It's a new DAWN
I've remiss in crusing the blogs and newsletters lately, so here's a sampling.
At the essential Drug WarRant Pete does the reading on the new report from the Drug Abuse Warning Network. This is the annual listing of alleged drug related emergency health crises. Pete puts their methodology to the test and unsurprisingly finds it lacking. He follows up with some dark humor regarding alleged marijuana suicide attempts. Pretty hard to commit suicide by cannabis since there is no lethal dose. Might be fun trying I guess.
Pete also links to an especially good op-ed penned by Froma Harrop.
The Harm Reduction Journal has a new study out debunking the prohib myth that marijuana is harmful to adolescent brain development.
Analyses were performed on brain MRI scans from individuals who were frequent cannabis users (N=10) in adolescence and similar age and sex matched young adults who never used cannabis (N=10).NORML reports on yet another study proving the ONDCP's anti-marijuana ads are not only ineffective, they actually encourage teens to experiment with the plant.
Conclusions: Frequent cannabis use is unlikely to be neurotoxic to the normal developing brain.
The invaluable Drug Sense Weekly is always a must read. This is my favorite story of the week and let it serve as a reminder to all that it's not the 60s anymore. The world is full of meddlers who will turn you in for boasting about your plants.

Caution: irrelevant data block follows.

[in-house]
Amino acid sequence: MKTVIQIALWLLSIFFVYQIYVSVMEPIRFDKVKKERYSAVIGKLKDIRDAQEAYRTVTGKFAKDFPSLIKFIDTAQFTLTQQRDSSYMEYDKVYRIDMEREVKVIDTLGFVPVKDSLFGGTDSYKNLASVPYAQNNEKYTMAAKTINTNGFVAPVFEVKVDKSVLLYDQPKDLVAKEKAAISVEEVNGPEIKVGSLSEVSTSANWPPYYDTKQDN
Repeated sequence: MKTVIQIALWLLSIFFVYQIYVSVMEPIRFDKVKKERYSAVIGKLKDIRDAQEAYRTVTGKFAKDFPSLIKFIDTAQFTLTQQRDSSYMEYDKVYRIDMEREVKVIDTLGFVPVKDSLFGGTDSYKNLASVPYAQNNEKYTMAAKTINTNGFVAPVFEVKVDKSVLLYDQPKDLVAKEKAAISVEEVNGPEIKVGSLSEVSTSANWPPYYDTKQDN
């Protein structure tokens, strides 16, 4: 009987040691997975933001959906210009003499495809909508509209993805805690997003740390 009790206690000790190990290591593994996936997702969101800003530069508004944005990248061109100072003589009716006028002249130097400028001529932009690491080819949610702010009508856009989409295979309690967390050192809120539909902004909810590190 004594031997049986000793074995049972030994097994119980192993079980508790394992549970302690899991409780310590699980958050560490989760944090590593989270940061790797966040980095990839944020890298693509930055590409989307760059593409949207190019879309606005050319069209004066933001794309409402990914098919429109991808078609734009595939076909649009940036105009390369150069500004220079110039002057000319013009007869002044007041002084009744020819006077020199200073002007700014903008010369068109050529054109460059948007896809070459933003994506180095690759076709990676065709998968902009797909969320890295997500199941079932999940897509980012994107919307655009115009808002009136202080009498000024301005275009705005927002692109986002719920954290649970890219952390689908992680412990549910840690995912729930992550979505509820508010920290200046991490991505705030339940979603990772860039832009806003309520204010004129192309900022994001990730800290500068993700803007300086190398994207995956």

Eckerd Employee Summons Police After Developing PicturesThe moral being, if you must photograph your plants, get a digital camera and color printer and even then think twice. The photos could be used against you in the future.
A Statesboro man was so proud of his crop, he photographed it and went to a local drug store to have the pictures developed.
Unfortunately, his bumper crop was marijuana, and police arrested him Tuesday as he went to pick the photos up.
Statesboro Police Capt. L. C. Williams said Byron Charles Mattheeussen, 21, Acorn Lane, photographed his healthy marijuana plants - 42 in all - and took the pictures to Eckerd to be developed. When the photo lab technician saw what the subject of the photos was, she called police.